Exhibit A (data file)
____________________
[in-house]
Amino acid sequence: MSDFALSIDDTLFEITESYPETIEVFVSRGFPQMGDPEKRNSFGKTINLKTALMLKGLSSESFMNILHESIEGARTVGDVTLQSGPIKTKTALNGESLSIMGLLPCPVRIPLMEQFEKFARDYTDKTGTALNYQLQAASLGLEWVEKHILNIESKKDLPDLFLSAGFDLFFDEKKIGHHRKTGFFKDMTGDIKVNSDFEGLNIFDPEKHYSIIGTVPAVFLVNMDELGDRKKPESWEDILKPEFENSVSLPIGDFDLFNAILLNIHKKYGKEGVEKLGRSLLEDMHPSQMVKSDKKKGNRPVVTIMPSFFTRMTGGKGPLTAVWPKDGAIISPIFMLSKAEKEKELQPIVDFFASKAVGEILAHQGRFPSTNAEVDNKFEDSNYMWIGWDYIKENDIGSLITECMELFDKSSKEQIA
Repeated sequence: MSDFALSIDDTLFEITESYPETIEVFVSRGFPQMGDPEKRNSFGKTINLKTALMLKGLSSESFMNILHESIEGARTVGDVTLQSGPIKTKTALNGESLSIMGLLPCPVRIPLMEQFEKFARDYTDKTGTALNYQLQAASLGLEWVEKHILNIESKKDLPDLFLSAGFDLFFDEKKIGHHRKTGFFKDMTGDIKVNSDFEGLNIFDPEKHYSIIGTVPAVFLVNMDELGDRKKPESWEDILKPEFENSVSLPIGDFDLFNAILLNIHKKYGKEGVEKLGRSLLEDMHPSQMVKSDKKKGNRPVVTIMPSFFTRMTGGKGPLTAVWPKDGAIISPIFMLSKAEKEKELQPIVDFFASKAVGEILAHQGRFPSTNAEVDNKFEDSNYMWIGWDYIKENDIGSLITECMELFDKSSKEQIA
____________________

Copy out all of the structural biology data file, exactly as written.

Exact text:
[in-house]
Amino acid sequence: MSDFALSIDDTLFEITESYPETIEVFVSRGFPQMGDPEKRNSFGKTINLKTALMLKGLSSESFMNILHESIEGARTVGDVTLQSGPIKTKTALNGESLSIMGLLPCPVRIPLMEQFEKFARDYTDKTGTALNYQLQAASLGLEWVEKHILNIESKKDLPDLFLSAGFDLFFDEKKIGHHRKTGFFKDMTGDIKVNSDFEGLNIFDPEKHYSIIGTVPAVFLVNMDELGDRKKPESWEDILKPEFENSVSLPIGDFDLFNAILLNIHKKYGKEGVEKLGRSLLEDMHPSQMVKSDKKKGNRPVVTIMPSFFTRMTGGKGPLTAVWPKDGAIISPIFMLSKAEKEKELQPIVDFFASKAVGEILAHQGRFPSTNAEVDNKFEDSNYMWIGWDYIKENDIGSLITECMELFDKSSKEQIA
Repeated sequence: MSDFALSIDDTLFEITESYPETIEVFVSRGFPQMGDPEKRNSFGKTINLKTALMLKGLSSESFMNILHESIEGARTVGDVTLQSGPIKTKTALNGESLSIMGLLPCPVRIPLMEQFEKFARDYTDKTGTALNYQLQAASLGLEWVEKHILNIESKKDLPDLFLSAGFDLFFDEKKIGHHRKTGFFKDMTGDIKVNSDFEGLNIFDPEKHYSIIGTVPAVFLVNMDELGDRKKPESWEDILKPEFENSVSLPIGDFDLFNAILLNIHKKYGKEGVEKLGRSLLEDMHPSQMVKSDKKKGNRPVVTIMPSFFTRMTGGKGPLTAVWPKDGAIISPIFMLSKAEKEKELQPIVDFFASKAVGEILAHQGRFPSTNAEVDNKFEDSNYMWIGWDYIKENDIGSLITECMELFDKSSKEQIA